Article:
• To Dry Beans: Allow the beans to stay on the plants until they are partially dry. Then pull up the plants and hang them in a warm, dry place with good air circulation until the pods and seeds are thoroughly dry. Shell the beans and save the pods and plants for composting.
Days To Maturity
54 days
Fruit Size
6 inches
10 inches
15-20 inches
Sow Method
Direct Sow
Planting Time
Spring, Summer
Sow Time
After Last Frost
6 inches
Life Cycle
Bean, Tenderpick is rated 4.5 out of 5 by 11.
Rated 5 out of 5 by from Best Pod Ever In about 60 years of planting marginal varieties this one is top dog. Germination superb early and late plantings, plant size medium compact, large number of beans set and develop all summer. Pods produce exceptional flesh with small beans even if a little mature. Long straight beans for the dilly bean enthusiast.
Date published: 2016-01-13
Rated 5 out of 5 by from Planted as a fall crop I know beans are not your typical fall crop but I planted them anyways and I am so tickled that I did. These beans have been such a heavy vigorous producer a d the plants are very healthy. It is now 3 days before halloween and I am still averaging a 2- 3.5lb pick each week. The beans share a space iny small 4x20 garden with broccoli and kale. Honestly they are rivaling my summer pole beans in production! While we have had some frosts, one down to 28° with a row cover on the cold nights they are still producing flowers and setting more beans. Taste is fantastic and yield has been so good that I have blanched and froze for the coming months. Thank you burpee...tender pick will now go in as a permanent staple in my fall garden!
Date published: 2015-10-28
Rated 5 out of 5 by from Loads of really great beans! This is the most productive green bean I have ever grown! Even when the beans got larger, they were still string free and tender. Each bush put out several servings. In my small plot which I split in half with the Eureka yellow bean (super bean also) I planted closer than recommended and had more than enough to freeze beans for the winter and give away several gallon bags of beans to friends and neighbors. These beans are the best tasting, even when large. No strings. Very productive. Next year I will put supports by them as the ones planted by the solar lights and held upright were incredible in production. After planting green beans for many years, these are my favorite. Summer was hotter and drier than usual in the mountains this year. the garden has clay soil to which compost is added to yearly. No second planting was necessary as the beans "rested" and went into full bloom for the second crop, nearly as good as the first. Seeds germinated well. Highly recommend and will grow again.
Date published: 2015-08-20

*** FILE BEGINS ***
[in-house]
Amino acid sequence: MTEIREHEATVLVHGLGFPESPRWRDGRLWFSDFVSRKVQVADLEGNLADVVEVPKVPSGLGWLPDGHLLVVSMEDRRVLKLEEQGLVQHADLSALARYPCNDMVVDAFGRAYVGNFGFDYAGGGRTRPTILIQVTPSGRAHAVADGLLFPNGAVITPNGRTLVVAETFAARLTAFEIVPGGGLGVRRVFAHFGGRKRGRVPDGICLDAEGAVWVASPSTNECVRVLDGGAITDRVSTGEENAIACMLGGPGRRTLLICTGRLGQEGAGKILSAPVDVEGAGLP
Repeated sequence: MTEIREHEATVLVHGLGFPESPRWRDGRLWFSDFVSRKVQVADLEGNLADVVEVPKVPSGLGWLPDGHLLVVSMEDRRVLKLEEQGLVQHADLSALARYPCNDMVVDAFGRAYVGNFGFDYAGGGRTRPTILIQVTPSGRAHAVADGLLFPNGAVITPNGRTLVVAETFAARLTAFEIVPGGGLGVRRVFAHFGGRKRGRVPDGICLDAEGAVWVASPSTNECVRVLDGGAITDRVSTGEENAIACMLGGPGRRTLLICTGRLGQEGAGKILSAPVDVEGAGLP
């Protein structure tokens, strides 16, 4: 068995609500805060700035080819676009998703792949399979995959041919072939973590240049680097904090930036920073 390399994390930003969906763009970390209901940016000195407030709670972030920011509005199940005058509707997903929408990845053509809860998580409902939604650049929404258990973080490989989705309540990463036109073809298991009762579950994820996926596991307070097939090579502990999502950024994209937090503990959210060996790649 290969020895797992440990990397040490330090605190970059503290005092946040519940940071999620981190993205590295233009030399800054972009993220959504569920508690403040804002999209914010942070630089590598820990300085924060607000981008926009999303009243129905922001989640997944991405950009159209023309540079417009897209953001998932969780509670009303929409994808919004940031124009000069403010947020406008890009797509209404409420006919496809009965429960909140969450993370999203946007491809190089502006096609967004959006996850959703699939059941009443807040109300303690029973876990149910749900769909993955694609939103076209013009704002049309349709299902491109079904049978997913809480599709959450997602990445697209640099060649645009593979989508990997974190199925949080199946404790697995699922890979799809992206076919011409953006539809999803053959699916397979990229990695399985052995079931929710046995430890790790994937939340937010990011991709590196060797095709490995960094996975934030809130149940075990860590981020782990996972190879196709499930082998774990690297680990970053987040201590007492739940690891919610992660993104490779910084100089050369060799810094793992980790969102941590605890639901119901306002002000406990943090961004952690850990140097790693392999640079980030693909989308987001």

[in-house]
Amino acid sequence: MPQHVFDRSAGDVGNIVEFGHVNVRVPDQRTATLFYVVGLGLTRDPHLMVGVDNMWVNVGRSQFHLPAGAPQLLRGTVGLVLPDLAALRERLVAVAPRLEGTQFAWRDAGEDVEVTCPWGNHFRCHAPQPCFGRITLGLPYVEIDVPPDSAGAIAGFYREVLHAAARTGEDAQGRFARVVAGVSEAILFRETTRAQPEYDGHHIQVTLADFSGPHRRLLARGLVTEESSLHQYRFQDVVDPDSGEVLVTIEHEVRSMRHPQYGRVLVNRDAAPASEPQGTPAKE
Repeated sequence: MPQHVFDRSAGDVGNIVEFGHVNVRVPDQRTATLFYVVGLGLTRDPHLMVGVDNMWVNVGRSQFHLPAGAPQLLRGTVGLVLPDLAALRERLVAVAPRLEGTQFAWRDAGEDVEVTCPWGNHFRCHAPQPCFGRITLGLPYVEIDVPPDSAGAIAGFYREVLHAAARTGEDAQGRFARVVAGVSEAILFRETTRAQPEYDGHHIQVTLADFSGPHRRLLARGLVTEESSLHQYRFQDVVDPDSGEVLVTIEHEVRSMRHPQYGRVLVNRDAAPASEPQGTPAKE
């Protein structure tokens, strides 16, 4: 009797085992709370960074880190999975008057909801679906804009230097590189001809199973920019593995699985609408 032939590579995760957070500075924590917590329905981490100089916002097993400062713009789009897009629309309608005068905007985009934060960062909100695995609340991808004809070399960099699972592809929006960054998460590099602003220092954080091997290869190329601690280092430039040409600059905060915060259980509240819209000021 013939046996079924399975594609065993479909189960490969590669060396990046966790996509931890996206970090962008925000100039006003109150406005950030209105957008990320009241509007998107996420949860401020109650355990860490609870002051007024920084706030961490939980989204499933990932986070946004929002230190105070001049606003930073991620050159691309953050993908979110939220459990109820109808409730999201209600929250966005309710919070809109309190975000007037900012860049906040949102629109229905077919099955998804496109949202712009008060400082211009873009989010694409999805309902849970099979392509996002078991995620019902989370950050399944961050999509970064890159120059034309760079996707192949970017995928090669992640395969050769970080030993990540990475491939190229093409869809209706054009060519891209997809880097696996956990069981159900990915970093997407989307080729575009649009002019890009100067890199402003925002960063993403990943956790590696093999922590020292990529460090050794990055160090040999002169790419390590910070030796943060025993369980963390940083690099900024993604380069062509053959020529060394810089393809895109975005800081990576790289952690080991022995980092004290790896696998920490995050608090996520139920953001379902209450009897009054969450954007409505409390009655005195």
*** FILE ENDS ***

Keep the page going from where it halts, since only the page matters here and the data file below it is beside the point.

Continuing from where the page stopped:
Rated 4 out of 5 by from Great Bean! We grew these the summer of 2012. The plants grew wonderfully using the pea and cucumber fence from Burpee. We had so many beans we froze a few bags to enjoy over the winter months.
Date published: 2013-08-28
Rated 5 out of 5 by from Sweet beans everywhere! Very tender and sweet with bushes filled to capacity!
Date published: 2012-05-09
Rated 5 out of 5 by from Best Beans Ever ! Fast, even germination. Strong plants (fertilized 2 times) early set heavy blooms and LOADED with beautiful beans. No problems with diseases or rust on beans. Plants continued to grow while producing consistanly long, smooth beans. So many beans per bush! Great to pick and stringless so they are easy to break.. Truly tender and tasty. Shared with friends, now they are going to try this wonderful Tenderpick Bush Bean !
Date published: 2012-01-11
Rated 4 out of 5 by from Wonderful, with a little work. These beans indeed had a great rate of germination. I did two plantings this year, one in the spring and a second in early August. The first did really well, I got about 7 good harvests from them. The second planting came up so quickly! I was picking delicious, tender beans just five weeks after planting. They are heavy producers and resist disease well. They are a little leggy and can flop over easily, especially with heavy wind or consistent light wind. I put a few bamboo stakes in between each row of plants so I can easily tie them (using Burpee's stretch tie)after a windy day, and that works very well. Next year I will plant them somewhere with a little more protection from the wind, but I will definitely be planting these again!
Date published: 2010-09-05
Rated 3 out of 5 by from Not disappointed, but will try something else The beans taste great and the plants produce well, but the plant stalks were too weak. The plants grew too tall for the thin stalks and they all flopped over. Since I have a small raised bed there is limited space, and the beans flopped over onto the neighboring herbs and squash. Not what I expected in a bush bean.
Date published: 2009-07-31